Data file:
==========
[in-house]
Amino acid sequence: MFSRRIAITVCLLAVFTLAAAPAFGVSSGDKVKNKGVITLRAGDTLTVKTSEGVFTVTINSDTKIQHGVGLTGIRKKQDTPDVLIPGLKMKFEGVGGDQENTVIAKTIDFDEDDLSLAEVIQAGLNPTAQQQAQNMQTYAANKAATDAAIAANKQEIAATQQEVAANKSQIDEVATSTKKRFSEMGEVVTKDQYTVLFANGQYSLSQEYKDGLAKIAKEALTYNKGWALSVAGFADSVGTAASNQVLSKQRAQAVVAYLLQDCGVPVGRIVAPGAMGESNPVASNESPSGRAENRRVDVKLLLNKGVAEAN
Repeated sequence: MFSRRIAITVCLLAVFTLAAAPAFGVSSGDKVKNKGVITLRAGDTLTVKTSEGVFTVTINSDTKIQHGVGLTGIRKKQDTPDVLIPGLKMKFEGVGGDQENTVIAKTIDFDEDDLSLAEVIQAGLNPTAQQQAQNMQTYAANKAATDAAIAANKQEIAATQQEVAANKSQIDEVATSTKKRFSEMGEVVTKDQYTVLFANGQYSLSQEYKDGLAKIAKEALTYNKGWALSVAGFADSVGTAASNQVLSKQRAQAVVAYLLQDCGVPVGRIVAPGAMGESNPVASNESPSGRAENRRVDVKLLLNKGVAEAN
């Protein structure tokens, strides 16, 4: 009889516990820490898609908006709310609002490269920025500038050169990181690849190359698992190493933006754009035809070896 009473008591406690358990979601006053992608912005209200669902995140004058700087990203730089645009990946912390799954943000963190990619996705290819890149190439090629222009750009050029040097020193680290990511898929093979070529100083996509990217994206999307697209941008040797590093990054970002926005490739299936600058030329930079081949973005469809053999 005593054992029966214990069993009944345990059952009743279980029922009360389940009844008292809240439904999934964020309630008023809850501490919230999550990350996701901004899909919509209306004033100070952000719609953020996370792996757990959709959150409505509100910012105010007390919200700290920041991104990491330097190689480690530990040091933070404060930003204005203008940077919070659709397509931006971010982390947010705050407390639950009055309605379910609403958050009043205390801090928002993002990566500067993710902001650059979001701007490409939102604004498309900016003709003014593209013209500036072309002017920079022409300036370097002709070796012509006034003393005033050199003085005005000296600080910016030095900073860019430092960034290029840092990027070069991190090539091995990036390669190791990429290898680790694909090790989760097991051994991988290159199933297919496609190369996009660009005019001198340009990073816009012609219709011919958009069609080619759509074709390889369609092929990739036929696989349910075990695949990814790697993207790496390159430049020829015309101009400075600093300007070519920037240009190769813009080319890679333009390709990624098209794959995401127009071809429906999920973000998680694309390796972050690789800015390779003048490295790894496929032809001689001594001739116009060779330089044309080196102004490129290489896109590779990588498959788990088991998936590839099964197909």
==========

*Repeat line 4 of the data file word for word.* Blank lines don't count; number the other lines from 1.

């Protein structure tokens, strides 16, 4: 009889516990820490898609908006709310609002490269920025500038050169990181690849190359698992190493933006754009035809070896 009473008591406690358990979601006053992608912005209200669902995140004058700087990203730089645009990946912390799954943000963190990619996705290819890149190439090629222009750009050029040097020193680290990511898929093979070529100083996509990217994206999307697209941008040797590093990054970002926005490739299936600058030329930079081949973005469809053999 005593054992029966214990069993009944345990059952009743279980029922009360389940009844008292809240439904999934964020309630008023809850501490919230999550990350996701901004899909919509209306004033100070952000719609953020996370792996757990959709959150409505509100910012105010007390919200700290920041991104990491330097190689480690530990040091933070404060930003204005203008940077919070659709397509931006971010982390947010705050407390639950009055309605379910609403958050009043205390801090928002993002990566500067993710902001650059979001701007490409939102604004498309900016003709003014593209013209500036072309002017920079022409300036370097002709070796012509006034003393005033050199003085005005000296600080910016030095900073860019430092960034290029840092990027070069991190090539091995990036390669190791990429290898680790694909090790989760097991051994991988290159199933297919496609190369996009660009005019001198340009990073816009012609219709011919958009069609080619759509074709390889369609092929990739036929696989349910075990695949990814790697993207790496390159430049020829015309101009400075600093300007070519920037240009190769813009080319890679333009390709990624098209794959995401127009071809429906999920973000998680694309390796972050690789800015390779003048490295790894496929032809001689001594001739116009060779330089044309080196102004490129290489896109590779990588498959788990088991998936590839099964197909």